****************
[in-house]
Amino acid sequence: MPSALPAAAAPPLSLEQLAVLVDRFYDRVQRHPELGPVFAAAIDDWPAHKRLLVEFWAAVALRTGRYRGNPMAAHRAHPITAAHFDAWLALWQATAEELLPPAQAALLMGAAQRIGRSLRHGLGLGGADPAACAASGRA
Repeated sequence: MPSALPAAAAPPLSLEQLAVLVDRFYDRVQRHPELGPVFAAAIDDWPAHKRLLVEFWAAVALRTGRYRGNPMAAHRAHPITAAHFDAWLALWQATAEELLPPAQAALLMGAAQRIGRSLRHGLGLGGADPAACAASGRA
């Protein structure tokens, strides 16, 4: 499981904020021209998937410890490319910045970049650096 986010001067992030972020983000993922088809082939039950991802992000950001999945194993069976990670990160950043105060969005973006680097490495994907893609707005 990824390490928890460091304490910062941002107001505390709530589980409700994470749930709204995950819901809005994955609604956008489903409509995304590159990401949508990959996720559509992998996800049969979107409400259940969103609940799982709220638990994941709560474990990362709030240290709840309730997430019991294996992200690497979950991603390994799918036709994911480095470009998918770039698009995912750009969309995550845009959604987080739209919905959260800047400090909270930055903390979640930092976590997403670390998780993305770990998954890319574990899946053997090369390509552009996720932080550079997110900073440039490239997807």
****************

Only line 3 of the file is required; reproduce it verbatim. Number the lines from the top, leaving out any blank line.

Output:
Repeated sequence: MPSALPAAAAPPLSLEQLAVLVDRFYDRVQRHPELGPVFAAAIDDWPAHKRLLVEFWAAVALRTGRYRGNPMAAHRAHPITAAHFDAWLALWQATAEELLPPAQAALLMGAAQRIGRSLRHGLGLGGADPAACAASGRA